Whether you’re a professional videomaker or
a weekend hobbyist, your video arsenal may be incomplete if you’re not using a personal
computer (PC) in your video productions. Your PC can digitize images in glorious color,
and even overlay computer generated graphics or titles onto your video footage.

Unfortunately, your computer didn’t come with everything you need to perform these
tasks–you need to outfit it with the necessary hardware. This hardware includes the
digitizer, a device which allows your computer to capture and process video images.

Video Capture Boards
A computer stores all information–be it last year’s
tax returns or data that describes an image–as numbers. In the case of the latter, you need a
video adapter to turn these numbers back into a picture. We use several different kinds of
video adapters in desktop video production.

The most popular video adapters found in
today’s IBM-compatible PCs are SVGA graphics adapters. An SVGA board can reproduce
photographically accurate color, known in the computer world as 24-bit color. The SVGA adapter
often comes installed when you buy a PC. Macintosh computers come equipped with similar
graphics capabilities.

Unfortunately, these boards alone are useless for video production.
To use your personal computer for video production, you need a way to input a standard NTSC
video signal into the computer and a way to get that video back out to tape.

The most common
way to input video into your computer is through the use of a video capture board, often
referred to as a digitizer or frame grabber. To go the other way, an “encoder” records the
PC’s output to videotape. The encoder may be an internal circuit board or an external device.

There are several video capture/encoder boards available that do both tasks. The proper
hardware for you depends on your needs, purposes and budget.

Video capture boards come in
two major varieties–motion capture and still-frame capture. Motion capture boards have the
processing and memory required to digitize a moving stream of video; still-frame capture boards
can digitize only a single frame of video at a time. Expect to pay under a thousand dollars for
a good quality video capture board capable of digitizing still frames only.

Until quite
recently, most motion capture boards in that price range recorded “video in a window” instead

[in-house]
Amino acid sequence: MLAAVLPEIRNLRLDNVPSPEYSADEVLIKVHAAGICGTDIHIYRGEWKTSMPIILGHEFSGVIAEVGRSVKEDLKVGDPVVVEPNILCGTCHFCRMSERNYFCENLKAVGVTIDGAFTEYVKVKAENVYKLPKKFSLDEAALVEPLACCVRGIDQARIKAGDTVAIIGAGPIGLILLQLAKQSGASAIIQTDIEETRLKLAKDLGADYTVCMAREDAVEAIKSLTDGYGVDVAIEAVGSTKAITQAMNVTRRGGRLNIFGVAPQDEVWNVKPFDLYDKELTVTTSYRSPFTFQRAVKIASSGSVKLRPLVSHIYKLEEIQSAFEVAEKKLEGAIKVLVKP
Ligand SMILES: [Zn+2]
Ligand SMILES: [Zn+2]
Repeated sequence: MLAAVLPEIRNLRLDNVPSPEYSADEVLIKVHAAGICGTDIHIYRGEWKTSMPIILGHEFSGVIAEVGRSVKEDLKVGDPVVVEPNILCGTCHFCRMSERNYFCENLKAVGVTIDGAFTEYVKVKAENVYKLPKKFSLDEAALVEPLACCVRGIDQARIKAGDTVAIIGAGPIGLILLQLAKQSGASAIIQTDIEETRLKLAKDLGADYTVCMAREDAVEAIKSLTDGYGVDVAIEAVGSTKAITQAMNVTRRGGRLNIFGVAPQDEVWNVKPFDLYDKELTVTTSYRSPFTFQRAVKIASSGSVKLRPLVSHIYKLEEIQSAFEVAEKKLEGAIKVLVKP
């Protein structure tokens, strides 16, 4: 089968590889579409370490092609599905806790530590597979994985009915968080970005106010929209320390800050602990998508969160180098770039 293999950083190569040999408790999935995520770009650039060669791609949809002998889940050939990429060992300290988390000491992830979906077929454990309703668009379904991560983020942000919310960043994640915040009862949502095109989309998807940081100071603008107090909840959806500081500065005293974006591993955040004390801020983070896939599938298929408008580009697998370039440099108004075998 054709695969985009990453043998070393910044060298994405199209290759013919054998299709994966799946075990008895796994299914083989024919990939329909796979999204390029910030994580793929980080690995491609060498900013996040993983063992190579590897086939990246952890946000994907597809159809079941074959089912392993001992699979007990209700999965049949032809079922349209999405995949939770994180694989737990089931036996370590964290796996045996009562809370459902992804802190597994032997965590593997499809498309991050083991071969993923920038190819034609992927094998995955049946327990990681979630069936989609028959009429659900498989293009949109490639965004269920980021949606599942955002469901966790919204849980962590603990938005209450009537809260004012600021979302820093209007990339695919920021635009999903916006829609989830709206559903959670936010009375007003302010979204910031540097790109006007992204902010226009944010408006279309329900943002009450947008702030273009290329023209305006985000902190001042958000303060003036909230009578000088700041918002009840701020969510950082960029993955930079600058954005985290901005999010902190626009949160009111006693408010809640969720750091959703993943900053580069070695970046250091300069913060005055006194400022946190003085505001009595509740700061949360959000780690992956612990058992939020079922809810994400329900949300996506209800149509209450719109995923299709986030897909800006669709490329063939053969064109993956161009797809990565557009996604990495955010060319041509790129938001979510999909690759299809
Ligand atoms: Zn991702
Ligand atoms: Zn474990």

of full-screen images. These boards are fine for computer-based multimedia use, but not for
good quality video production purposes. Today, full-motion video cards are plummeting in
price–see Videomaker’s annual Desktop Video Buyer’s Guide in the March issue for full
details.

The video hardware is half the tools you need. One or more software packages will
be necessary for manipulating your images.

The best way to select the proper
hardware/software combination is to talk to other video professionals to see what they’re using.
Find out how easy the software is to learn, how many layers of menus you need to navigate
through to perform common operations and how well it suits the unique needs of videomaking.
Ask how the publisher supports the software. Is help available through commercial computer
services like CompuServe or America OnLine? Does the publisher offer 24-hour telephone
support?

Desktop Video Applications
The major uses for still images in
video production are image processing (or retouching), graphics keying and titling.

Image processing is one of the most useful capabilities of video graphics boards. Image
processing refers to the process of taking an image and electronically retouching it for a
variety of needs.

Graphics keying and titling are similar procedures. Both processes
allow you to replace portions of your video with computer generated electronic images. In
graphics keying, you can add elements to moving video footage. Titling is the superimposing
of words onto the screen.

Image Processing
Manipulating still images to
create new visuals is one of the most fun (if not devious) things a video digitizer allows you
to do. Image processing software lets you combine pieces of several different images into one.
It also allows you to change the appearance of your subject.

One project I recently
completed for a corporate client needed to show the client’s new corporate headquarters.
Unfortunately, there was no sign on the front of the building.

The only way to complete
the scene was to make a composite image–done by digitizing a photograph of the sign from
another facility and pasting it to a second image of the new building. Since the script called
for an establishing shot, a still frame worked fine for the scene. Tweaking the photograph in
a computer cost much less than any other solution would have.

Another example of a cheap
digitizer fix comes from a training video we produced for a medical equipment manufacturer.
The script called for a shot of a toggle switch in the “on” position.

However, after
viewing a rough cut of the program, the client wanted to show the switch in the “off” position.
To avoid the expense of a full day’s videotaping, we digitized a still image of the equipment
control panel. Next, we digitally cut out the switch, turned it upside down, and pasted it back
into position.

Finally, we used a “blend” tool to smooth out the rough edges. In less than
half an hour, we completed the entire shot.

But the uses of a digitizer for image processing
don’t end with the practical. For comedic effect, image processing gives bald people hair and
makes hairy people look bald. Want to put a friend’s face on Mt. Rushmore or hover a UFO
menacingly over someone’s house? No problem–you just digitize the necessary images and combine
them in the computer.

Genlocking
Earlier we talked about image processing as a
way to create composite images. Some video adapter cards can genlock (or synchronize) to
incoming video signals, which will allow you to mix the card’s output with the video footage.